Garnett Valley residents know they live in a special part of Summerland with a diversity of landscapes ranging from creekside habitat, meadows and small ponds, to dry Ponderosa pine forests and productive agricultural lands. The community has an important role in helping to protect these habitats and species at risk on their properties and adopting sustainable land management practices.
Landowners are encouraged to attend an information session on March 21 to learn more about the wild and rare inhabitants of the valley and what they can do to protect them.
Two Summerland biologists will be featured as speakers. Lisa Scott is organizing the event on behalf of the South Okanagan-Similkameen Stewardship Program and will speak about rare wildlife such as the western screech owl and spadefoot toad.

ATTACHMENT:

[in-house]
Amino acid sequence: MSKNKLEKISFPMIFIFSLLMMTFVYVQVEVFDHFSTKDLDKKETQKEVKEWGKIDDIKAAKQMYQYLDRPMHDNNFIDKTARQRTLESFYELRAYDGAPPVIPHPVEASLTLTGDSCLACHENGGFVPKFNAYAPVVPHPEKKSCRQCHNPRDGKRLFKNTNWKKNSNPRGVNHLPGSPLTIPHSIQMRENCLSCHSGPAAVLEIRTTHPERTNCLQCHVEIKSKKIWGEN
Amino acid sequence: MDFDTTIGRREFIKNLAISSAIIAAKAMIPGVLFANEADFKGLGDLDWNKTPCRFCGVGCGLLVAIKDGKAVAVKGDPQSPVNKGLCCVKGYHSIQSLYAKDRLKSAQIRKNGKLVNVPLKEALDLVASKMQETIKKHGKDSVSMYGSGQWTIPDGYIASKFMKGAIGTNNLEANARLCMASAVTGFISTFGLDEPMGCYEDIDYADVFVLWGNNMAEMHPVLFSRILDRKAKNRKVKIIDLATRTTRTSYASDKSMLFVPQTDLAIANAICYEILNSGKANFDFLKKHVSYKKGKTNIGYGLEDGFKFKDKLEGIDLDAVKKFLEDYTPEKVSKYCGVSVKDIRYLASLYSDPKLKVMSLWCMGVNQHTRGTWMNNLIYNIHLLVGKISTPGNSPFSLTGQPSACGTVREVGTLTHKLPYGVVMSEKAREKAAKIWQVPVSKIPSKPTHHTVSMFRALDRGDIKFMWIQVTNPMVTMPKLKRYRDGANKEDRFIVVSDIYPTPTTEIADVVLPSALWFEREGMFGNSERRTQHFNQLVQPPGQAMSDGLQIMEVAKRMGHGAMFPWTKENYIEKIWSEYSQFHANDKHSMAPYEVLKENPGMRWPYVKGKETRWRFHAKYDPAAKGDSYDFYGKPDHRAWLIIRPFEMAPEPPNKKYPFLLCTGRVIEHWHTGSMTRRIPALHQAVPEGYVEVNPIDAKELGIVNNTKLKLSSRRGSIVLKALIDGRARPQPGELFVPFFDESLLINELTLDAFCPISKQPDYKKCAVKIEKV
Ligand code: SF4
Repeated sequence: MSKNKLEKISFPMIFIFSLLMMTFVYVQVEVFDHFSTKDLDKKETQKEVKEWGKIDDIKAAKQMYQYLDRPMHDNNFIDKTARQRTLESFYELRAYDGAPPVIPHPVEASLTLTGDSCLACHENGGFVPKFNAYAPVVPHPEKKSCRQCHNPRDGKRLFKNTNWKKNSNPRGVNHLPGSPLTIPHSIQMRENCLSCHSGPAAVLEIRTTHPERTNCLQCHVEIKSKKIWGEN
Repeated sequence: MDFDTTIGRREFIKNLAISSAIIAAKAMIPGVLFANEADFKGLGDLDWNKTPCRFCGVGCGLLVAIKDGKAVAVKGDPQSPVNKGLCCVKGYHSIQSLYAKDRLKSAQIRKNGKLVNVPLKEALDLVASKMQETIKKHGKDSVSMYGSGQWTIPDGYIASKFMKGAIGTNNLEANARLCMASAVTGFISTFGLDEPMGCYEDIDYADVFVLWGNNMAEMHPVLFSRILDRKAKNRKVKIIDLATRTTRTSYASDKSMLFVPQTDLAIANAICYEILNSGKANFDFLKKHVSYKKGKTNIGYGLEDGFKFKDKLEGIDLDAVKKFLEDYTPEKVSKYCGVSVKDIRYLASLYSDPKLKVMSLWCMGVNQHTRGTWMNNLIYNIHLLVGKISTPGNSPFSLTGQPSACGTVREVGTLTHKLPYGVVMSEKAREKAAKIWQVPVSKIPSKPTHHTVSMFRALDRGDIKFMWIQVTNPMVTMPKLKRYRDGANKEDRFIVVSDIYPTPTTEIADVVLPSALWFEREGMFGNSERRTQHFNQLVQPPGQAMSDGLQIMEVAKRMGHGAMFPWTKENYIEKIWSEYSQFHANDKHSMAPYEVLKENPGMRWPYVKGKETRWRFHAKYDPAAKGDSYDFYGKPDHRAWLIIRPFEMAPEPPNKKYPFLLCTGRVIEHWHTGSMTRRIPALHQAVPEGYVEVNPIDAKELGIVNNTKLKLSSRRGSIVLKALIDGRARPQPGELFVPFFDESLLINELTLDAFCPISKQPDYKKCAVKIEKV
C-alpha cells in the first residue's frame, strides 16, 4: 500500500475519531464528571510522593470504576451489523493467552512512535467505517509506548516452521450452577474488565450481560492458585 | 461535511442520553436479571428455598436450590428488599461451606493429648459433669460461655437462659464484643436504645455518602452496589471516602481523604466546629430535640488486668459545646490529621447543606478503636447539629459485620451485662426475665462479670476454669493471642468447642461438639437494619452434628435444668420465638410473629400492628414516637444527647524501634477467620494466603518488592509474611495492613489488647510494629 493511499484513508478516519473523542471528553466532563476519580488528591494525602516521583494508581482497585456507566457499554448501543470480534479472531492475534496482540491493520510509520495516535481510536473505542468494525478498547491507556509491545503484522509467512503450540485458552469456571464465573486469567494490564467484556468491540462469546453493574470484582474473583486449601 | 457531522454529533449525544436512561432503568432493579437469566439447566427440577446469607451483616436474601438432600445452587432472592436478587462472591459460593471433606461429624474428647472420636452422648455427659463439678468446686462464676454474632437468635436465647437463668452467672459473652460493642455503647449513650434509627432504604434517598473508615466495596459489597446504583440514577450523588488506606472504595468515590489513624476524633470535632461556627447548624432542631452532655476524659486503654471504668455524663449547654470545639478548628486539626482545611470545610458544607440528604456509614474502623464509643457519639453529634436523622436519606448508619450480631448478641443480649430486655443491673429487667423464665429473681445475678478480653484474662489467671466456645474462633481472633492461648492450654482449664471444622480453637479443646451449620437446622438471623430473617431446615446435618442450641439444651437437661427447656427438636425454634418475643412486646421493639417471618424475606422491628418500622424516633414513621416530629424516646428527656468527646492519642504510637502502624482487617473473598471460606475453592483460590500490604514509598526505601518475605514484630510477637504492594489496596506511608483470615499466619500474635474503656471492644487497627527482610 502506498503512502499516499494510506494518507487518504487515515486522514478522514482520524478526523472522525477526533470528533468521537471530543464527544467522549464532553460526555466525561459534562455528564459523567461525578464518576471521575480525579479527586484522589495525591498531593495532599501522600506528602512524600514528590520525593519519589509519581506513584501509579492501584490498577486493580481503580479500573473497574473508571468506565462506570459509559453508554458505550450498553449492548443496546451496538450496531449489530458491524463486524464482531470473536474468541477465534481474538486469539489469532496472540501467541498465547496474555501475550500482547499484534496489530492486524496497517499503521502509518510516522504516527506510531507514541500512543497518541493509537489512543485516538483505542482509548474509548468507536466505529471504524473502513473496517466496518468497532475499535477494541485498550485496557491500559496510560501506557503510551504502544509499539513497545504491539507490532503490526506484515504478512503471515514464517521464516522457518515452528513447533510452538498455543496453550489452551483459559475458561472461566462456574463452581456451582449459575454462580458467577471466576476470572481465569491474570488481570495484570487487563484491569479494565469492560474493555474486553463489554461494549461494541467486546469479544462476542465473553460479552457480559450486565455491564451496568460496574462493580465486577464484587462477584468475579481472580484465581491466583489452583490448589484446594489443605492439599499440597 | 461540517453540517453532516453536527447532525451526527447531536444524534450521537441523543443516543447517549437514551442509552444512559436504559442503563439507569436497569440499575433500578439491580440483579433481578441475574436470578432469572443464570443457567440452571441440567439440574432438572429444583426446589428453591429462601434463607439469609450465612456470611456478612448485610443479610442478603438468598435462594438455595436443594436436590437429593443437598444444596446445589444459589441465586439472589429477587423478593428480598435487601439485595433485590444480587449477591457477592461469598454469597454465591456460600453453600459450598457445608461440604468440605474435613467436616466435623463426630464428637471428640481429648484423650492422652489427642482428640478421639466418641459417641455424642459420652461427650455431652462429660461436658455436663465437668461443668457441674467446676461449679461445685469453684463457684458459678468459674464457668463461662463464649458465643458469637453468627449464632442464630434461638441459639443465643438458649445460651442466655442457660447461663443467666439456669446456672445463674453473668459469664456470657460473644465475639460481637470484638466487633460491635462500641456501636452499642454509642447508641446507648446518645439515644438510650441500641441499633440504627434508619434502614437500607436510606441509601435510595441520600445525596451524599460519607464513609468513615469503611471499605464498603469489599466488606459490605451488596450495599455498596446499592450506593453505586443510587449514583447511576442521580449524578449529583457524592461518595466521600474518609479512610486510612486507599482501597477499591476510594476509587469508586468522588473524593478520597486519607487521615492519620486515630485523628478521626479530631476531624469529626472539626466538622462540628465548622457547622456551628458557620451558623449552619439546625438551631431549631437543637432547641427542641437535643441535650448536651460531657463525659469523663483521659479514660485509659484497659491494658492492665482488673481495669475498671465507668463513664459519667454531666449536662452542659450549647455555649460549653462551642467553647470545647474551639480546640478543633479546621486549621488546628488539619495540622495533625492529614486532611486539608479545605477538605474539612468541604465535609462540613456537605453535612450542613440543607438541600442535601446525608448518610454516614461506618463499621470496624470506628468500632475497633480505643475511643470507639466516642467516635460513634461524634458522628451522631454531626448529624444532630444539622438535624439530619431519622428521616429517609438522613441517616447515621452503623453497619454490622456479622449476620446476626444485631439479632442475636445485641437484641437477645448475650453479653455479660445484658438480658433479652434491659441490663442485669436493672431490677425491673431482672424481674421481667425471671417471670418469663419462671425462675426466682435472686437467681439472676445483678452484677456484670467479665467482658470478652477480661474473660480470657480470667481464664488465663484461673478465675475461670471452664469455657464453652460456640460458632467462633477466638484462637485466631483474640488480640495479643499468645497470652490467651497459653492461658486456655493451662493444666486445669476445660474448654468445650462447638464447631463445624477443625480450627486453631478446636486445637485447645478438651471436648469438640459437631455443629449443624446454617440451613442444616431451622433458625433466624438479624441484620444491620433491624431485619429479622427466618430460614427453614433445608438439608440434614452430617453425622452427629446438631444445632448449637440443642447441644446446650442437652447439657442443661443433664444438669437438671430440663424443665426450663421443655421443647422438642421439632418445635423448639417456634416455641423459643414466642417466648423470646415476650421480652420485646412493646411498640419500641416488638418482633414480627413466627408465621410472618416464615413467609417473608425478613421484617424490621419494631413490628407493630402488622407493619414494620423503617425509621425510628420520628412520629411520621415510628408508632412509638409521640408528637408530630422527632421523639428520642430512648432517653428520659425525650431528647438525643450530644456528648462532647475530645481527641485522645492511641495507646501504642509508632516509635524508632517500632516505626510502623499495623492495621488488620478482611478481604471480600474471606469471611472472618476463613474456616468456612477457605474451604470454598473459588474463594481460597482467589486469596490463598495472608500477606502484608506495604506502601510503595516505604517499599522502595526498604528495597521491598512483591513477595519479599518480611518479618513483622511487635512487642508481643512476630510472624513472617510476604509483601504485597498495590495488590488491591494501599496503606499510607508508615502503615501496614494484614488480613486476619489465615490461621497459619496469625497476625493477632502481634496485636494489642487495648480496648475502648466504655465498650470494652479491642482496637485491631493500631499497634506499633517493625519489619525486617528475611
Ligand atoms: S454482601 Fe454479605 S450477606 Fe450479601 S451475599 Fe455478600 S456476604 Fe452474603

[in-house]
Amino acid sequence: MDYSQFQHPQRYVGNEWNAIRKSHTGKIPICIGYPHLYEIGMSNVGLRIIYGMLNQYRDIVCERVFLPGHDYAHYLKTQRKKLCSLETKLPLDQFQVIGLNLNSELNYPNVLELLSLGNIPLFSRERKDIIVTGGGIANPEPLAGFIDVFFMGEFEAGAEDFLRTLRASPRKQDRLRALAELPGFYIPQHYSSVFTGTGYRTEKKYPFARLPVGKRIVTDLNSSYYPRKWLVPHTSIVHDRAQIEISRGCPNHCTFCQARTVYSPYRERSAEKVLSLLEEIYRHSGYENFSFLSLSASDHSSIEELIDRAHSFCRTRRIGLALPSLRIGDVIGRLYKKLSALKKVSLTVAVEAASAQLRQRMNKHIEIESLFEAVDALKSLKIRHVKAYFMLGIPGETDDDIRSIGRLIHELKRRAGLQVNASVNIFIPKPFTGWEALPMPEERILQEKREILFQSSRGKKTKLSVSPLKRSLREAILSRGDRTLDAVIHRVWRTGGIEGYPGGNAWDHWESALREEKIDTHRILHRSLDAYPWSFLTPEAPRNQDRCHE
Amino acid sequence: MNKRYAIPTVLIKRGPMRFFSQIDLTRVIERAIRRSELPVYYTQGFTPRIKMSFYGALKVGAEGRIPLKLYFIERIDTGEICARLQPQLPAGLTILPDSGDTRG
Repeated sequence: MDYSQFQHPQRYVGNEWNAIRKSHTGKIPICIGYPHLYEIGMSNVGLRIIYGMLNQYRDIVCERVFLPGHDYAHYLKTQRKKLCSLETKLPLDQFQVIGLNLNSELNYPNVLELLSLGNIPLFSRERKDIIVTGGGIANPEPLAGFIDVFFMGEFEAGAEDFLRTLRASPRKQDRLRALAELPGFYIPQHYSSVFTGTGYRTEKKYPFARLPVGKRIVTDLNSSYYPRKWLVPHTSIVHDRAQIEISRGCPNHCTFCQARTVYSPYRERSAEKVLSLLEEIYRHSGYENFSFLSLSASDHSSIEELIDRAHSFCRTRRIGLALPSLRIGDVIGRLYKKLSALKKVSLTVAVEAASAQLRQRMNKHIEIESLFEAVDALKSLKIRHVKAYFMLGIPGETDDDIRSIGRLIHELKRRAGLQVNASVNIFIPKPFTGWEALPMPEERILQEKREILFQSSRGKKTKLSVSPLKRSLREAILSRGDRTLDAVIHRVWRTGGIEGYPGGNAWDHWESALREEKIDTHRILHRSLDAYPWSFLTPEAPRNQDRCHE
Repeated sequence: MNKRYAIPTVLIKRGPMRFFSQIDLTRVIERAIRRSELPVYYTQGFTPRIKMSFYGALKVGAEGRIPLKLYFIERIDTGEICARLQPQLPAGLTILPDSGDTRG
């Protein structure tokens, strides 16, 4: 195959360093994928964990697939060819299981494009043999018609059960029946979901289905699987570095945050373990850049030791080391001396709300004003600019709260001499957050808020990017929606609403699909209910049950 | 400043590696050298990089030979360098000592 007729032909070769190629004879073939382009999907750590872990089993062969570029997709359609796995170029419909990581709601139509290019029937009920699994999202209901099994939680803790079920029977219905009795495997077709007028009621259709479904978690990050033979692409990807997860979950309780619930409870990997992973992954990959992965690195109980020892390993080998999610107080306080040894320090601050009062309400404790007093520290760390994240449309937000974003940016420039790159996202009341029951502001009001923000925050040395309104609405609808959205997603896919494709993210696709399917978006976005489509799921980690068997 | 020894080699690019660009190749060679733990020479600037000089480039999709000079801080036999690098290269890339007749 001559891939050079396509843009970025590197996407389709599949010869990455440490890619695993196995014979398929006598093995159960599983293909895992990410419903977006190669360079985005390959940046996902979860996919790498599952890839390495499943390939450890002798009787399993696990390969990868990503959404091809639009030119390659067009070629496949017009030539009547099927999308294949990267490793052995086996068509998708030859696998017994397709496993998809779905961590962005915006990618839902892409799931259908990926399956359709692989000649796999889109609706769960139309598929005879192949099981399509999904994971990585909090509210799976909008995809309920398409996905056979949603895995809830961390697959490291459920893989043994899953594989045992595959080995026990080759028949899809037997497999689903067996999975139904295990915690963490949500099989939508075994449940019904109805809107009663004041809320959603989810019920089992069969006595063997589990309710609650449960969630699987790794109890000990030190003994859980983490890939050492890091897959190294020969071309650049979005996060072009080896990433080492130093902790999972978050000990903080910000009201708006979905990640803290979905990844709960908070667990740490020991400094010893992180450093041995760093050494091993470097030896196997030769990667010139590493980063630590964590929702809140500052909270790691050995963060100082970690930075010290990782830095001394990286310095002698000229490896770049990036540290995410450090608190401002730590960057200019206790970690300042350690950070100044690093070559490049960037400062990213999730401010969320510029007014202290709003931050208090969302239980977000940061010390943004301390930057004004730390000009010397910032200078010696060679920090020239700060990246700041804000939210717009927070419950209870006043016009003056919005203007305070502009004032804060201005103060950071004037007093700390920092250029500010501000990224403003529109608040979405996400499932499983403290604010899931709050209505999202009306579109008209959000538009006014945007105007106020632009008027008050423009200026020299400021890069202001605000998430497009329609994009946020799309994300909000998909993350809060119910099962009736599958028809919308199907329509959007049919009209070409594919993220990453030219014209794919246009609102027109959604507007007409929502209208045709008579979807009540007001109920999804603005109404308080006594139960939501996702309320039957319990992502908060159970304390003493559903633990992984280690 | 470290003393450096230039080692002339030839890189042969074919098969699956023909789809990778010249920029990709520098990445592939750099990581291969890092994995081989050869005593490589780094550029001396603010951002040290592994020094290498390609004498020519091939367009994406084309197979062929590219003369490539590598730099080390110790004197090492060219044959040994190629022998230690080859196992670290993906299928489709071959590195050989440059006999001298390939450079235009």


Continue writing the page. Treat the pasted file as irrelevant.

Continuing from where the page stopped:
Aquatic biologist Dwight Shanner will introduce the various species of fish that occur in Eneas Creek, outline the legal responsibilities of living next to a creek and provide some basic guidance with respect to land management considerations.
Joe Lariviere, a local planning advisor with the Environmental Farm Plan (EFP), will finish up the evening with a presentation on the EFP process and provide examples of projects relevant to the Garnett Valley.
“We hope this event is the beginning of a long-term community stewardship initiative in the Garnett Valley, with landowners coming together regularly to learn more about the valley and share ideas on ways to protect these important natural habitats,” said Scott.
The event will take place from 7 to 8:30 p.m. at Okanagan Crush Pad Winery, 16576 Fosbery Rd. Please contact Lisa Scott at 404-0115 or email@example.com for more details or to register for this event. Limited seating is available, so landowners are asked to register.